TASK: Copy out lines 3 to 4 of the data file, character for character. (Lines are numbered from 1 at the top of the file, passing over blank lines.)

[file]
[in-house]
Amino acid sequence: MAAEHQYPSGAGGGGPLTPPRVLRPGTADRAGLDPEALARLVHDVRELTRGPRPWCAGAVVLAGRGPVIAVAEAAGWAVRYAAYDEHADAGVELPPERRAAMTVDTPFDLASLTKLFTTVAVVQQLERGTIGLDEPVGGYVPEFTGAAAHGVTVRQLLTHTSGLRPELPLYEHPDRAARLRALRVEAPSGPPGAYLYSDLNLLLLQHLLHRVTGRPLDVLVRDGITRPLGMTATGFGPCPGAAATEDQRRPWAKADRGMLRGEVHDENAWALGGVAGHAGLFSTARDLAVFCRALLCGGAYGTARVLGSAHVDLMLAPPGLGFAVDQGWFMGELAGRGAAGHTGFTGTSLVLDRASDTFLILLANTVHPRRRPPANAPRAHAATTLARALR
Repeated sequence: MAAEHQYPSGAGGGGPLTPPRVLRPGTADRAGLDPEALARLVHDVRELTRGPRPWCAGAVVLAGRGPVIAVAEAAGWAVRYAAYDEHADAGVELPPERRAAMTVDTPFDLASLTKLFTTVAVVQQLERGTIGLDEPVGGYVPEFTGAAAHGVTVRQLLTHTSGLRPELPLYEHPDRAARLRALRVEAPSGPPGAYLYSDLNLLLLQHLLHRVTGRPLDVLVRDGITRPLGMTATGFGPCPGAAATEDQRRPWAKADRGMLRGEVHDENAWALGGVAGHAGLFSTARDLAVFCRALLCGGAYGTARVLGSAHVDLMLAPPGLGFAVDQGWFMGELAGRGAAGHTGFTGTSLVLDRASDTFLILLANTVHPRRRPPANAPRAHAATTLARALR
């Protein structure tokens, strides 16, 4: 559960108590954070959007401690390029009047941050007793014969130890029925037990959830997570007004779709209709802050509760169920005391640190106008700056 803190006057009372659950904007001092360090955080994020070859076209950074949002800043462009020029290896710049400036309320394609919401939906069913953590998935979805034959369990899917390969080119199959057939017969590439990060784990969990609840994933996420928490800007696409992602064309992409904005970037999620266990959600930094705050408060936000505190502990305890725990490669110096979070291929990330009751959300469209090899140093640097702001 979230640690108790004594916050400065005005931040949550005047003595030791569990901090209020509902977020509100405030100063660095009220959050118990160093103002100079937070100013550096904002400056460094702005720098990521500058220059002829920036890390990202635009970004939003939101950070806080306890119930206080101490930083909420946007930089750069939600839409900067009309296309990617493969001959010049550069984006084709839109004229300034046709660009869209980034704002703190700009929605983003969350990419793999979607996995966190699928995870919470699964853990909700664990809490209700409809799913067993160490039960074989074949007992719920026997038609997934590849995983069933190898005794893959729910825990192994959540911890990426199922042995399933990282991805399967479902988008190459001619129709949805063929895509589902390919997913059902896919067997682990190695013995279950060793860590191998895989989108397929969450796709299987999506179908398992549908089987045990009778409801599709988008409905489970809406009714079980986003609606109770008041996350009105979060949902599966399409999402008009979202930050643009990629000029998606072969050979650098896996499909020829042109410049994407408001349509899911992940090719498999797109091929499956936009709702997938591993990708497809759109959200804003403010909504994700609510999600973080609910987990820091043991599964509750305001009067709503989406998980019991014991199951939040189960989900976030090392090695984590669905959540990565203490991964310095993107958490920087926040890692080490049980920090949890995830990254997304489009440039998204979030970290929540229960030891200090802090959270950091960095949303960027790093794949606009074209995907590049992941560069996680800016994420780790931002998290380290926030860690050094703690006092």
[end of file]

Repeated sequence: MAAEHQYPSGAGGGGPLTPPRVLRPGTADRAGLDPEALARLVHDVRELTRGPRPWCAGAVVLAGRGPVIAVAEAAGWAVRYAAYDEHADAGVELPPERRAAMTVDTPFDLASLTKLFTTVAVVQQLERGTIGLDEPVGGYVPEFTGAAAHGVTVRQLLTHTSGLRPELPLYEHPDRAARLRALRVEAPSGPPGAYLYSDLNLLLLQHLLHRVTGRPLDVLVRDGITRPLGMTATGFGPCPGAAATEDQRRPWAKADRGMLRGEVHDENAWALGGVAGHAGLFSTARDLAVFCRALLCGGAYGTARVLGSAHVDLMLAPPGLGFAVDQGWFMGELAGRGAAGHTGFTGTSLVLDRASDTFLILLANTVHPRRRPPANAPRAHAATTLARALR
């Protein structure tokens, strides 16, 4: 559960108590954070959007401690390029009047941050007793014969130890029925037990959830997570007004779709209709802050509760169920005391640190106008700056 803190006057009372659950904007001092360090955080994020070859076209950074949002800043462009020029290896710049400036309320394609919401939906069913953590998935979805034959369990899917390969080119199959057939017969590439990060784990969990609840994933996420928490800007696409992602064309992409904005970037999620266990959600930094705050408060936000505190502990305890725990490669110096979070291929990330009751959300469209090899140093640097702001 979230640690108790004594916050400065005005931040949550005047003595030791569990901090209020509902977020509100405030100063660095009220959050118990160093103002100079937070100013550096904002400056460094702005720098990521500058220059002829920036890390990202635009970004939003939101950070806080306890119930206080101490930083909420946007930089750069939600839409900067009309296309990617493969001959010049550069984006084709839109004229300034046709660009869209980034704002703190700009929605983003969350990419793999979607996995966190699928995870919470699964853990909700664990809490209700409809799913067993160490039960074989074949007992719920026997038609997934590849995983069933190898005794893959729910825990192994959540911890990426199922042995399933990282991805399967479902988008190459001619129709949805063929895509589902390919997913059902896919067997682990190695013995279950060793860590191998895989989108397929969450796709299987999506179908398992549908089987045990009778409801599709988008409905489970809406009714079980986003609606109770008041996350009105979060949902599966399409999402008009979202930050643009990629000029998606072969050979650098896996499909020829042109410049994407408001349509899911992940090719498999797109091929499956936009709702997938591993990708497809759109959200804003403010909504994700609510999600973080609910987990820091043991599964509750305001009067709503989406998980019991014991199951939040189960989900976030090392090695984590669905959540990565203490991964310095993107958490920087926040890692080490049980920090949890995830990254997304489009440039998204979030970290929540229960030891200090802090959270950091960095949303960027790093794949606009074209995907590049992941560069996680800016994420780790931002998290380290926030860690050094703690006092």